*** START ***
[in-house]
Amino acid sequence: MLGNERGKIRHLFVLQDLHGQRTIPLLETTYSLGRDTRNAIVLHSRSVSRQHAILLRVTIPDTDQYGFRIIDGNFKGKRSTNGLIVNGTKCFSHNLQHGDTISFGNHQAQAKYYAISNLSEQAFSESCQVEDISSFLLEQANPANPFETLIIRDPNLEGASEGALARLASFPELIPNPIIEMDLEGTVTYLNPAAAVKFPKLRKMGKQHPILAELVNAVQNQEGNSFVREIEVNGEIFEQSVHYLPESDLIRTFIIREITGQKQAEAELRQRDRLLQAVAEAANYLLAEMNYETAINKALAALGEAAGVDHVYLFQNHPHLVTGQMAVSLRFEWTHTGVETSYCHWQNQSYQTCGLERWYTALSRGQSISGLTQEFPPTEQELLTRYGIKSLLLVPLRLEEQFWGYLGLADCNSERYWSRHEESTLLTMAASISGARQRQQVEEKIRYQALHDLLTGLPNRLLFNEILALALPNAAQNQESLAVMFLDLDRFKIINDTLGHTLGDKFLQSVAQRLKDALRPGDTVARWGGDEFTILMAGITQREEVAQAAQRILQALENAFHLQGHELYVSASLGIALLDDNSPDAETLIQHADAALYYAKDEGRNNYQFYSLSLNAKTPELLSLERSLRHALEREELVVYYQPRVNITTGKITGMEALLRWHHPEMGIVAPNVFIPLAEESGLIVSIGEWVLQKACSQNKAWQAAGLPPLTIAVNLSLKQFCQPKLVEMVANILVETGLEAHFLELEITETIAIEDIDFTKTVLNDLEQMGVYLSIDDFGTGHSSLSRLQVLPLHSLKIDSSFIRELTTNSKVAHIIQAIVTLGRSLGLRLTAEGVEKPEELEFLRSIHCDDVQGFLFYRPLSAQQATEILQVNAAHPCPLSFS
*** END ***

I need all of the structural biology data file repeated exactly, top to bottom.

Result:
[in-house]
Amino acid sequence: MLGNERGKIRHLFVLQDLHGQRTIPLLETTYSLGRDTRNAIVLHSRSVSRQHAILLRVTIPDTDQYGFRIIDGNFKGKRSTNGLIVNGTKCFSHNLQHGDTISFGNHQAQAKYYAISNLSEQAFSESCQVEDISSFLLEQANPANPFETLIIRDPNLEGASEGALARLASFPELIPNPIIEMDLEGTVTYLNPAAAVKFPKLRKMGKQHPILAELVNAVQNQEGNSFVREIEVNGEIFEQSVHYLPESDLIRTFIIREITGQKQAEAELRQRDRLLQAVAEAANYLLAEMNYETAINKALAALGEAAGVDHVYLFQNHPHLVTGQMAVSLRFEWTHTGVETSYCHWQNQSYQTCGLERWYTALSRGQSISGLTQEFPPTEQELLTRYGIKSLLLVPLRLEEQFWGYLGLADCNSERYWSRHEESTLLTMAASISGARQRQQVEEKIRYQALHDLLTGLPNRLLFNEILALALPNAAQNQESLAVMFLDLDRFKIINDTLGHTLGDKFLQSVAQRLKDALRPGDTVARWGGDEFTILMAGITQREEVAQAAQRILQALENAFHLQGHELYVSASLGIALLDDNSPDAETLIQHADAALYYAKDEGRNNYQFYSLSLNAKTPELLSLERSLRHALEREELVVYYQPRVNITTGKITGMEALLRWHHPEMGIVAPNVFIPLAEESGLIVSIGEWVLQKACSQNKAWQAAGLPPLTIAVNLSLKQFCQPKLVEMVANILVETGLEAHFLELEITETIAIEDIDFTKTVLNDLEQMGVYLSIDDFGTGHSSLSRLQVLPLHSLKIDSSFIRELTTNSKVAHIIQAIVTLGRSLGLRLTAEGVEKPEELEFLRSIHCDDVQGFLFYRPLSAQQATEILQVNAAHPCPLSFS